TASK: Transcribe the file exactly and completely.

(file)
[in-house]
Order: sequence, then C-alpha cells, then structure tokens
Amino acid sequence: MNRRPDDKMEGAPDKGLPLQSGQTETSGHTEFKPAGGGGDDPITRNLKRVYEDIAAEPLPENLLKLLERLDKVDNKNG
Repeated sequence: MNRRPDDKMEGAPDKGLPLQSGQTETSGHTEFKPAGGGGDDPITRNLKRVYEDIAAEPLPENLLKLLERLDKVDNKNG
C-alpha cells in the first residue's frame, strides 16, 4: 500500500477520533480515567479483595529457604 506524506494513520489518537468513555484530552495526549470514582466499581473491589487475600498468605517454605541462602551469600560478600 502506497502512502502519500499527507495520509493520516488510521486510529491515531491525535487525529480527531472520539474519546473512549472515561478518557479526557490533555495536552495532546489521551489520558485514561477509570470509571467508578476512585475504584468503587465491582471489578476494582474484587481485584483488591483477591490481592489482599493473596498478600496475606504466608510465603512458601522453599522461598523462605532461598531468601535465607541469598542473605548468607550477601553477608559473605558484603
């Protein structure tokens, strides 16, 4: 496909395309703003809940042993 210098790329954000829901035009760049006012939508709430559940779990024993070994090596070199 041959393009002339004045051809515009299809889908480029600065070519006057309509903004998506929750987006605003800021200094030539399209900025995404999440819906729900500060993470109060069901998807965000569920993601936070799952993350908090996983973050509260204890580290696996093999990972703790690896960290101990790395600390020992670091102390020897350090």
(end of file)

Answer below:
[in-house]
Order: sequence, then C-alpha cells, then structure tokens
Amino acid sequence: MNRRPDDKMEGAPDKGLPLQSGQTETSGHTEFKPAGGGGDDPITRNLKRVYEDIAAEPLPENLLKLLERLDKVDNKNG
Repeated sequence: MNRRPDDKMEGAPDKGLPLQSGQTETSGHTEFKPAGGGGDDPITRNLKRVYEDIAAEPLPENLLKLLERLDKVDNKNG
C-alpha cells in the first residue's frame, strides 16, 4: 500500500477520533480515567479483595529457604 506524506494513520489518537468513555484530552495526549470514582466499581473491589487475600498468605517454605541462602551469600560478600 502506497502512502502519500499527507495520509493520516488510521486510529491515531491525535487525529480527531472520539474519546473512549472515561478518557479526557490533555495536552495532546489521551489520558485514561477509570470509571467508578476512585475504584468503587465491582471489578476494582474484587481485584483488591483477591490481592489482599493473596498478600496475606504466608510465603512458601522453599522461598523462605532461598531468601535465607541469598542473605548468607550477601553477608559473605558484603
């Protein structure tokens, strides 16, 4: 496909395309703003809940042993 210098790329954000829901035009760049006012939508709430559940779990024993070994090596070199 041959393009002339004045051809515009299809889908480029600065070519006057309509903004998506929750987006605003800021200094030539399209900025995404999440819906729900500060993470109060069901998807965000569920993601936070799952993350908090996983973050509260204890580290696996093999990972703790690896960290101990790395600390020992670091102390020897350090």